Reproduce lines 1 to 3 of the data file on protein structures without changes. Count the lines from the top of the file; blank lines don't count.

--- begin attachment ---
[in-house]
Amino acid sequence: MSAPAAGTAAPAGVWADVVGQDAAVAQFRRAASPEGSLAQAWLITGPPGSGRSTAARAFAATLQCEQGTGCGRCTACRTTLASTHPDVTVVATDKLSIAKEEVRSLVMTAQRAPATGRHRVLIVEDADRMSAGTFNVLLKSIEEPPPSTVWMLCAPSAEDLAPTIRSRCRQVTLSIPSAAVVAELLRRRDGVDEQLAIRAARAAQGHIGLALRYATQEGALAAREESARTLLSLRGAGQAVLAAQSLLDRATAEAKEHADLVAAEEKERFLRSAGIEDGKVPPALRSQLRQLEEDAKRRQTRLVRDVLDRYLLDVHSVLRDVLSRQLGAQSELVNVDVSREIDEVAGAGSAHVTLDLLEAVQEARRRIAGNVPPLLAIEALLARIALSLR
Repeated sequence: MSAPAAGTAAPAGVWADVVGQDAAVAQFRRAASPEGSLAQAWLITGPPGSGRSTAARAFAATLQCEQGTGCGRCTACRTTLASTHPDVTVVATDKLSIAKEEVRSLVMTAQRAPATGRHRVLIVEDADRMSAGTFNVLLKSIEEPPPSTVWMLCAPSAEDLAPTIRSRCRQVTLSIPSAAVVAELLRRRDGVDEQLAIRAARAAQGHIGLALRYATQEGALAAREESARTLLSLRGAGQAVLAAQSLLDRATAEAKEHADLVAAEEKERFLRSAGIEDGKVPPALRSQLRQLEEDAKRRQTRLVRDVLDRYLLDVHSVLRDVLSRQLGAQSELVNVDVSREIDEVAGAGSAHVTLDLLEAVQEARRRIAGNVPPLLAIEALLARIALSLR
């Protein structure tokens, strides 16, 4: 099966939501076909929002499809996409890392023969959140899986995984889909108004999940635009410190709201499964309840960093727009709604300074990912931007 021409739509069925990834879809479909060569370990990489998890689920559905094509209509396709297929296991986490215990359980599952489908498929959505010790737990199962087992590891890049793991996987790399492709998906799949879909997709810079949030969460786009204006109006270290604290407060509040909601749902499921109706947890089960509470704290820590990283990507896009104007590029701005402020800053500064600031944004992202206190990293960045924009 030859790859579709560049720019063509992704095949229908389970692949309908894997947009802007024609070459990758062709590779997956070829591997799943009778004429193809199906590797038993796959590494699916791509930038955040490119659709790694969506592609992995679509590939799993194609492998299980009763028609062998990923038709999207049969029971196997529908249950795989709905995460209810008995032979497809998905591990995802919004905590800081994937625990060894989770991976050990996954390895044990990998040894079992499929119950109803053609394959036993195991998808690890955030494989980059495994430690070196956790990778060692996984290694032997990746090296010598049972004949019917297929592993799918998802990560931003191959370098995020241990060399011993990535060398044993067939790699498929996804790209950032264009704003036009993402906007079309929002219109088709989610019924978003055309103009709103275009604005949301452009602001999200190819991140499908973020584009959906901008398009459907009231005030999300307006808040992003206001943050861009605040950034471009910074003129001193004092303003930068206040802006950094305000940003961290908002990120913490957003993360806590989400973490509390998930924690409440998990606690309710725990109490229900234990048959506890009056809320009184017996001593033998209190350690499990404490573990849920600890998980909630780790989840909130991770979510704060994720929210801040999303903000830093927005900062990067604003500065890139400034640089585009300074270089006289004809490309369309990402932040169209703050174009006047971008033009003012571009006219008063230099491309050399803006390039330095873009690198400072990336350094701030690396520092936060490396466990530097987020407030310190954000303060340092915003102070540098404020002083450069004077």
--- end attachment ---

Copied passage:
[in-house]
Amino acid sequence: MSAPAAGTAAPAGVWADVVGQDAAVAQFRRAASPEGSLAQAWLITGPPGSGRSTAARAFAATLQCEQGTGCGRCTACRTTLASTHPDVTVVATDKLSIAKEEVRSLVMTAQRAPATGRHRVLIVEDADRMSAGTFNVLLKSIEEPPPSTVWMLCAPSAEDLAPTIRSRCRQVTLSIPSAAVVAELLRRRDGVDEQLAIRAARAAQGHIGLALRYATQEGALAAREESARTLLSLRGAGQAVLAAQSLLDRATAEAKEHADLVAAEEKERFLRSAGIEDGKVPPALRSQLRQLEEDAKRRQTRLVRDVLDRYLLDVHSVLRDVLSRQLGAQSELVNVDVSREIDEVAGAGSAHVTLDLLEAVQEARRRIAGNVPPLLAIEALLARIALSLR
Repeated sequence: MSAPAAGTAAPAGVWADVVGQDAAVAQFRRAASPEGSLAQAWLITGPPGSGRSTAARAFAATLQCEQGTGCGRCTACRTTLASTHPDVTVVATDKLSIAKEEVRSLVMTAQRAPATGRHRVLIVEDADRMSAGTFNVLLKSIEEPPPSTVWMLCAPSAEDLAPTIRSRCRQVTLSIPSAAVVAELLRRRDGVDEQLAIRAARAAQGHIGLALRYATQEGALAAREESARTLLSLRGAGQAVLAAQSLLDRATAEAKEHADLVAAEEKERFLRSAGIEDGKVPPALRSQLRQLEEDAKRRQTRLVRDVLDRYLLDVHSVLRDVLSRQLGAQSELVNVDVSREIDEVAGAGSAHVTLDLLEAVQEARRRIAGNVPPLLAIEALLARIALSLR